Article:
SUPPORT is gathering for one of Britain’s premier cross-country schooling facilities, which is under threat — and its owner is “quietly confident” about its future.
Boomerang Stables in Chilton Folait, Berkshire, lost a second application for retrospective planning permission last year after it was told four permanent fences altered the landscape in an area of natural beauty and that it had no public access rights (news, 23 October 2008).
But now owner Russ Hardy, an Australian international event rider and farrier, is set to challenge the decision by Kennet District Council (which has since amalgamated with Wiltshire Council) with a planning appeal on 28 July.
In the appeal, Mr Hardy must prove the premises have been in commercial use for more than 10 years and that the permanent fences have been in place for over four years.
Mr Hardy said: “I’m feeling quietly confident. We’ve got a petition with around 4,000 signatures on it and I’m gathering material that proves the land has been in commercial use for over 10 years.”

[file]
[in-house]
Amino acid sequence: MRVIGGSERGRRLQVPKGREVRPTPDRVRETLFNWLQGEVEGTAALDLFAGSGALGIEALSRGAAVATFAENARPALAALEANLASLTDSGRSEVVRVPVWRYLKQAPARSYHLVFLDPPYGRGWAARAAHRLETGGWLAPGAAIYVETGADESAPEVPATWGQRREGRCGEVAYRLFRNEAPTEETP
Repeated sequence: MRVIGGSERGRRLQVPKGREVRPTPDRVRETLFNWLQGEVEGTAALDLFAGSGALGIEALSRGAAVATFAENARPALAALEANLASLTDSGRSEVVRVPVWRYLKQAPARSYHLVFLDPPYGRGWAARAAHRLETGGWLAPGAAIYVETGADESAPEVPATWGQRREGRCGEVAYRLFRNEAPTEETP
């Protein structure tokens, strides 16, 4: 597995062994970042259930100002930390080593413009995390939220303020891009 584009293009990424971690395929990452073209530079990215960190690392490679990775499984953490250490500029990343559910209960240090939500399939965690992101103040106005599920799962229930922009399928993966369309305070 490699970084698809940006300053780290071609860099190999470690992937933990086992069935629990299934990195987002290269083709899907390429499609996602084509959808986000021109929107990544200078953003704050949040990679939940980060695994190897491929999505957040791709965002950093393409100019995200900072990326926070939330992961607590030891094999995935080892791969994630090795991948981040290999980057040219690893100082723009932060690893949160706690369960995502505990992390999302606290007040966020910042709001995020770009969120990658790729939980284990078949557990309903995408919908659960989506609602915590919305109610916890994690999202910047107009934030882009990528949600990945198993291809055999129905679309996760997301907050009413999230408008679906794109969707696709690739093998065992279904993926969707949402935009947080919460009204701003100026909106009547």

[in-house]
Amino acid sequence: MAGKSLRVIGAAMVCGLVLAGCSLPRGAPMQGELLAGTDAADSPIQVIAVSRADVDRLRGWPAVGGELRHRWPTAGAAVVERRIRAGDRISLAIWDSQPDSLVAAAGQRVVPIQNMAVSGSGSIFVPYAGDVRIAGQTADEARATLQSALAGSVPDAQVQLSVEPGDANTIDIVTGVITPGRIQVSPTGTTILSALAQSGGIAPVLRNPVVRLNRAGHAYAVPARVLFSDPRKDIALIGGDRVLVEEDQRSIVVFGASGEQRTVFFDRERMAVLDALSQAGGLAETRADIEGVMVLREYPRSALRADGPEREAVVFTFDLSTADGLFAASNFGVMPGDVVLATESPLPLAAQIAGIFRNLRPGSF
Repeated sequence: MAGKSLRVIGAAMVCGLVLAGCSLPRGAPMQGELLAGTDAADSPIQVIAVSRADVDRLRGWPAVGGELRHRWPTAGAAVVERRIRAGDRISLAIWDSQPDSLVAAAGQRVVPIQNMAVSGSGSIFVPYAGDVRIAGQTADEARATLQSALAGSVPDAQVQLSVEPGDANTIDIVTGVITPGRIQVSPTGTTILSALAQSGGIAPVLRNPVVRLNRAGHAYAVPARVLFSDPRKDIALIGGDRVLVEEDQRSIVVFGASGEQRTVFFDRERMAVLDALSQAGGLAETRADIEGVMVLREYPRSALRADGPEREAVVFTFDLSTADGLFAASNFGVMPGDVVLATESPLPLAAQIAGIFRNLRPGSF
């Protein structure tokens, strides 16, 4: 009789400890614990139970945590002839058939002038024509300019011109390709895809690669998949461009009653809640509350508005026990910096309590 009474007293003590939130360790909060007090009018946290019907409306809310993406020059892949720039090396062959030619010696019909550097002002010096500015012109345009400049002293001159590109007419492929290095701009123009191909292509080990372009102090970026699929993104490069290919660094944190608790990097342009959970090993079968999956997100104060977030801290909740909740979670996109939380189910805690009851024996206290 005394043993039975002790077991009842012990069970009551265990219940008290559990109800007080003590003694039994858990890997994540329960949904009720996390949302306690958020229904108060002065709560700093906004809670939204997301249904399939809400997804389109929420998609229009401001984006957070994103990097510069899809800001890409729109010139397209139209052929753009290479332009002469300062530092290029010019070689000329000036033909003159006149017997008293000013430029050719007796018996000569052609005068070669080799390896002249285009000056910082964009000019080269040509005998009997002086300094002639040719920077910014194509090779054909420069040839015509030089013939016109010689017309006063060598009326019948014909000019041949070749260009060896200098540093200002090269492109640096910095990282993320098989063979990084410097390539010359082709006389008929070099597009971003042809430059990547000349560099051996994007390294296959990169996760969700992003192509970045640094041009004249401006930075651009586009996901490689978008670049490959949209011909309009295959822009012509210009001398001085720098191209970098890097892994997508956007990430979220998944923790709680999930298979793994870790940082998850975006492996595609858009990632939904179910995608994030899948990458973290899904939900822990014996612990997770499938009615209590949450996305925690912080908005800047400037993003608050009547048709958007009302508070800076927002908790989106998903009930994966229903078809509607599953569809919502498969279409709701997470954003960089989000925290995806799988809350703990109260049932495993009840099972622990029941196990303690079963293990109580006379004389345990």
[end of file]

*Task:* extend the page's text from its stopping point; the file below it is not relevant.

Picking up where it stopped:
This evidence includes a letter from Captain Mark Phillips’s wife, Sandy, who owned the yard and used it as a stud farm before Mr Hardy bought it in 2000.
He said: “If we don’t win the appeal it will be a nightmare for a lot of people because there is nothing locally to match it.
“Their nearest place is probably at Shepton Mallet, which is about 45 miles away, and Tweseldown, which is equidistant the other way.”
Mike Etherington-Smith, chief executive of British Eventing and one of the world’s top course-designers, has written to Kennet District Council asking it to alter its decision.
He said: “I’ve not been to Boomerang Stables myself but I know a great deal of time, effort and money has been invested into it, so it would be a crying shame to lose it at a time when we should be doing all we can to encourage people to use these facilities.”
Local MP Michael Ancram (Conservative, Devizes) has written to council chief executive Mark Boden offering his support for Boomerang.
A council spokesman declined to comment.
This news story was first published in Horse & Hound (16 April, ’09)